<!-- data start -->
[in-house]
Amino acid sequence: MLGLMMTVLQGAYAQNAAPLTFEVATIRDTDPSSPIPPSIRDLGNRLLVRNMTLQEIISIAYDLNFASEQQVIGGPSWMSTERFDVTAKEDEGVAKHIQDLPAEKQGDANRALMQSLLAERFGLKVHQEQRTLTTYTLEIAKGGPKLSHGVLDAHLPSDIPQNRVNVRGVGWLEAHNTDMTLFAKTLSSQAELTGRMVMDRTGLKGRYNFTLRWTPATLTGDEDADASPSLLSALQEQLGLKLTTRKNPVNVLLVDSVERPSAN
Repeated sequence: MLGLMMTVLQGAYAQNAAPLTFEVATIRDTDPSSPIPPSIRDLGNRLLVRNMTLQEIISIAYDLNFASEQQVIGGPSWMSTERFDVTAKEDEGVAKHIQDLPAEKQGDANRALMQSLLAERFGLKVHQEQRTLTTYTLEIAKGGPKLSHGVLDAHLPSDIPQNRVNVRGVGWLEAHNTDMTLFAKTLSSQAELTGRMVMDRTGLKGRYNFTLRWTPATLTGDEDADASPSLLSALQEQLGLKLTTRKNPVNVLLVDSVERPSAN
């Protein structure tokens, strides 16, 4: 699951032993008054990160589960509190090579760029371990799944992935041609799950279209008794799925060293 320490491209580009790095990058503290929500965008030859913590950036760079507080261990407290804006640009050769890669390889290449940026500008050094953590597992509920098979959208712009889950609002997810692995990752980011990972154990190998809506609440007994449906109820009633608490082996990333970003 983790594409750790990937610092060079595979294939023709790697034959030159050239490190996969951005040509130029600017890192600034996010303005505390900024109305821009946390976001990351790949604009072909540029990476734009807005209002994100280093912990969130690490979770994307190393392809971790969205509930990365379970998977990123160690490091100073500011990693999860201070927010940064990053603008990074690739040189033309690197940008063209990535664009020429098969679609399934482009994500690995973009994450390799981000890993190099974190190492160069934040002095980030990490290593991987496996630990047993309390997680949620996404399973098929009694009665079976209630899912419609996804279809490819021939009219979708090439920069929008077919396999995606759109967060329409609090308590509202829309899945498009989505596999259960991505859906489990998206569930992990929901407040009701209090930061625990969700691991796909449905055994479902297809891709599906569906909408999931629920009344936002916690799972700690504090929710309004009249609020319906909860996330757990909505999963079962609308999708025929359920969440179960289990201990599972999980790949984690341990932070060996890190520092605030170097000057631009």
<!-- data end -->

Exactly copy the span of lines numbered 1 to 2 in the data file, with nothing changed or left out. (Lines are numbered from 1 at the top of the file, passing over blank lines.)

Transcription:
[in-house]
Amino acid sequence: MLGLMMTVLQGAYAQNAAPLTFEVATIRDTDPSSPIPPSIRDLGNRLLVRNMTLQEIISIAYDLNFASEQQVIGGPSWMSTERFDVTAKEDEGVAKHIQDLPAEKQGDANRALMQSLLAERFGLKVHQEQRTLTTYTLEIAKGGPKLSHGVLDAHLPSDIPQNRVNVRGVGWLEAHNTDMTLFAKTLSSQAELTGRMVMDRTGLKGRYNFTLRWTPATLTGDEDADASPSLLSALQEQLGLKLTTRKNPVNVLLVDSVERPSAN